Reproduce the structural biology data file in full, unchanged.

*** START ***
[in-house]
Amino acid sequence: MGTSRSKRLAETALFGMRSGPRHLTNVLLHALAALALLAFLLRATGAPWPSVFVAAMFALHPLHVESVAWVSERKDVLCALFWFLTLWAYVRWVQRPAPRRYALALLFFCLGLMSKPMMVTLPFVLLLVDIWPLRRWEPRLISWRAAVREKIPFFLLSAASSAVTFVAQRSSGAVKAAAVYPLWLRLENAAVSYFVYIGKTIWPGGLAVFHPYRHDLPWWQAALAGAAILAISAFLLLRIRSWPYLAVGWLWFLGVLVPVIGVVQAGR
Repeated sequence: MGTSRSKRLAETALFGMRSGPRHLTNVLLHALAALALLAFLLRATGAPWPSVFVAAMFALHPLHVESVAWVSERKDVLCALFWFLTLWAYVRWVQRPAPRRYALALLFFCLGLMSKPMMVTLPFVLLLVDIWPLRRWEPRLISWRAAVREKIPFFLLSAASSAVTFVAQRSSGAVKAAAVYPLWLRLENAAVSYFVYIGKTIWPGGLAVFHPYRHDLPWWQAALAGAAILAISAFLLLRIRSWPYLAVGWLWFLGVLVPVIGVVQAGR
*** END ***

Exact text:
[in-house]
Amino acid sequence: MGTSRSKRLAETALFGMRSGPRHLTNVLLHALAALALLAFLLRATGAPWPSVFVAAMFALHPLHVESVAWVSERKDVLCALFWFLTLWAYVRWVQRPAPRRYALALLFFCLGLMSKPMMVTLPFVLLLVDIWPLRRWEPRLISWRAAVREKIPFFLLSAASSAVTFVAQRSSGAVKAAAVYPLWLRLENAAVSYFVYIGKTIWPGGLAVFHPYRHDLPWWQAALAGAAILAISAFLLLRIRSWPYLAVGWLWFLGVLVPVIGVVQAGR
Repeated sequence: MGTSRSKRLAETALFGMRSGPRHLTNVLLHALAALALLAFLLRATGAPWPSVFVAAMFALHPLHVESVAWVSERKDVLCALFWFLTLWAYVRWVQRPAPRRYALALLFFCLGLMSKPMMVTLPFVLLLVDIWPLRRWEPRLISWRAAVREKIPFFLLSAASSAVTFVAQRSSGAVKAAAVYPLWLRLENAAVSYFVYIGKTIWPGGLAVFHPYRHDLPWWQAALAGAAILAISAFLLLRIRSWPYLAVGWLWFLGVLVPVIGVVQAGR